R.W. Emerson, "The American Scholar"
Wednesday, July 17, 2013
"Authors we have in numbers, who have written out their vein, and who, moved by a commendable prudence, set sail for Greece or Palestine, follow the trapper into the prairie, or ramble round Algiers to replenish their merchantable stock. If it were only for a vocabulary the scholar would be covetous of action. Life is our dictionary."
Tuesday, July 16, 2013
“In a republic education is indispensable. A republic without education is like the creature of imagination, a human being without a soul, living and moving blindly, with no just sense of the present or the future. It is a monster.”
My article on guns, fear, and virtue ethics, now accessible at The Chronicle of Higher Education:
What do guns do for us? Many opponents of new gun legislation argue that they make us safer. Proponents of gun control hope to promote public safety by keeping guns out of the hands of bent young men who worship projectile power and senseless death. Most of our public-policy debates about guns have focused on safety, but in my opinion, not enough has been said about whether guns make us sound.Read the rest here.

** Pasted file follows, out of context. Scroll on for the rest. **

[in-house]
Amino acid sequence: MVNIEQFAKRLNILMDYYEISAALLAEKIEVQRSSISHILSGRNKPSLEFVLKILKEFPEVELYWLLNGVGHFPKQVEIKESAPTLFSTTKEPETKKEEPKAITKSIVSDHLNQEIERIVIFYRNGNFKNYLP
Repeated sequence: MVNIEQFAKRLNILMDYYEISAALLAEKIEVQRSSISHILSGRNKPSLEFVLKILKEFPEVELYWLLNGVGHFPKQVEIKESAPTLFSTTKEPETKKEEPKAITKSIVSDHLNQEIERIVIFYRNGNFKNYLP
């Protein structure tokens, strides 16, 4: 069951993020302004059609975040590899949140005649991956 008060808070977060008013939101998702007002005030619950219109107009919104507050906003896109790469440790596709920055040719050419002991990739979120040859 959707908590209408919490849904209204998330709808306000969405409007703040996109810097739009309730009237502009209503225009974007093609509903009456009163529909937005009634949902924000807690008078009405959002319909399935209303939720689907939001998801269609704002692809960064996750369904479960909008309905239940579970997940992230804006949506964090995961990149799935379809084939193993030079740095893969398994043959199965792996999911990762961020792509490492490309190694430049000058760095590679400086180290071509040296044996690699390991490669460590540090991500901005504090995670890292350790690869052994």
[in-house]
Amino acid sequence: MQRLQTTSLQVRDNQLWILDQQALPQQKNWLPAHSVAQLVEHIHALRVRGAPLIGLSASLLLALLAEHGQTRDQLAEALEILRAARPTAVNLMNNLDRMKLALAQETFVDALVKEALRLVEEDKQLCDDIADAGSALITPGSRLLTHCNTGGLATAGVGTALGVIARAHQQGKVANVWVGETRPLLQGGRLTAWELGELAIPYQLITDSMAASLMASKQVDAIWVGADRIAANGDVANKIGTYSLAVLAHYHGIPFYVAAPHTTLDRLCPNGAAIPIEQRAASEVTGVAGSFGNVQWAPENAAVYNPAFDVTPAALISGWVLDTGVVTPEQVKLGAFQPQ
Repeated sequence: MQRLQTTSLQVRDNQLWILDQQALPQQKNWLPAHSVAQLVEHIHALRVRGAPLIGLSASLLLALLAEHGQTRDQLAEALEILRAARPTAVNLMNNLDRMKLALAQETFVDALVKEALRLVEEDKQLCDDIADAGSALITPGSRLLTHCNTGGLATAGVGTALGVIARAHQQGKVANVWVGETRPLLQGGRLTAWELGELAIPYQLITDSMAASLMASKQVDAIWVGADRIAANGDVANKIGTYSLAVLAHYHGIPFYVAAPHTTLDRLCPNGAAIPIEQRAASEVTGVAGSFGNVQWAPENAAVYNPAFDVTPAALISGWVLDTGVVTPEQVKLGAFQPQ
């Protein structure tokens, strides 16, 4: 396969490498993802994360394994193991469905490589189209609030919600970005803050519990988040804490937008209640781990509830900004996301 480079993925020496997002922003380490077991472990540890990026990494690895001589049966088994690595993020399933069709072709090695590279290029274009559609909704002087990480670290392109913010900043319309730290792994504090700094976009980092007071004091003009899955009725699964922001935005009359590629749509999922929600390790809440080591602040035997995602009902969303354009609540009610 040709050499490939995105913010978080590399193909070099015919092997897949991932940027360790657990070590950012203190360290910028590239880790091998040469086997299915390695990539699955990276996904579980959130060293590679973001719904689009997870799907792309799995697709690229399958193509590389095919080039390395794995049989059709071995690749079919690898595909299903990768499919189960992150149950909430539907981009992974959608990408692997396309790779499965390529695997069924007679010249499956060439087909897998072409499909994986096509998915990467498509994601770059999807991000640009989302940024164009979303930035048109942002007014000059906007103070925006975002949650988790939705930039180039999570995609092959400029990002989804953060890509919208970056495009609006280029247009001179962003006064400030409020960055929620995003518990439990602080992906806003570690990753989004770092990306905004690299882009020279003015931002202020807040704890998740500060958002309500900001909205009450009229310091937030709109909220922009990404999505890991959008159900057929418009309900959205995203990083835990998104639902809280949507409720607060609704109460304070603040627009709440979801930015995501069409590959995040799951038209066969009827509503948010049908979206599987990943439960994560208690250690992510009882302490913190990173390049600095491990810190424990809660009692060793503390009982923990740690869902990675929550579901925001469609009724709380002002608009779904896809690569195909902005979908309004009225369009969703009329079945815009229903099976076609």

Our word "safe" has roots in the Latin word salvus, which means not just "secure from harm" but "whole, well, and thriving"—that is to say, sound. This is one of philosophy's oldest concerns, to examine and foster this kind of sound, flourishing human life. This question is at the heart of Aristotle's ethics, for example. The opening lines of his Nicomachean Ethics declare that it is possible to regard life as having a kind of excellence, a sense of human flourishing and wholeness to which all of our sciences contribute. As Aristotle puts it, failure to reflect on this will make us like people who shoot without considering their target. (Yes, he really says that.)....